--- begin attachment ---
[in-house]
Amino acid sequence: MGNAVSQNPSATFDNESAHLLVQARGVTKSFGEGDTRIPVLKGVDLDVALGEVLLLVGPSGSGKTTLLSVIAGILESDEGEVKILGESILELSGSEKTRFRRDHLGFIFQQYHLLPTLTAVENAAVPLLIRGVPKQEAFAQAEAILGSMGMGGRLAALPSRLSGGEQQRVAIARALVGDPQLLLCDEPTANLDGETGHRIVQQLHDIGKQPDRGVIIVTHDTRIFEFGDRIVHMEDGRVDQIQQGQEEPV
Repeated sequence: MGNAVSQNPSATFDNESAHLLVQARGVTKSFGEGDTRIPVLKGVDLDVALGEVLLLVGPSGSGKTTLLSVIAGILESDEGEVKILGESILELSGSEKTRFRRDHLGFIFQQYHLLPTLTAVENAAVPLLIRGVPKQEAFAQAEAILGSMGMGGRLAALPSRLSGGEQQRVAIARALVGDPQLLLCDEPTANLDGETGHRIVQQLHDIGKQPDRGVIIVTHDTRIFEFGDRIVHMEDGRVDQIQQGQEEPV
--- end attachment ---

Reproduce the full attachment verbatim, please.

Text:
[in-house]
Amino acid sequence: MGNAVSQNPSATFDNESAHLLVQARGVTKSFGEGDTRIPVLKGVDLDVALGEVLLLVGPSGSGKTTLLSVIAGILESDEGEVKILGESILELSGSEKTRFRRDHLGFIFQQYHLLPTLTAVENAAVPLLIRGVPKQEAFAQAEAILGSMGMGGRLAALPSRLSGGEQQRVAIARALVGDPQLLLCDEPTANLDGETGHRIVQQLHDIGKQPDRGVIIVTHDTRIFEFGDRIVHMEDGRVDQIQQGQEEPV
Repeated sequence: MGNAVSQNPSATFDNESAHLLVQARGVTKSFGEGDTRIPVLKGVDLDVALGEVLLLVGPSGSGKTTLLSVIAGILESDEGEVKILGESILELSGSEKTRFRRDHLGFIFQQYHLLPTLTAVENAAVPLLIRGVPKQEAFAQAEAILGSMGMGGRLAALPSRLSGGEQQRVAIARALVGDPQLLLCDEPTANLDGETGHRIVQQLHDIGKQPDRGVIIVTHDTRIFEFGDRIVHMEDGRVDQIQQGQEEPV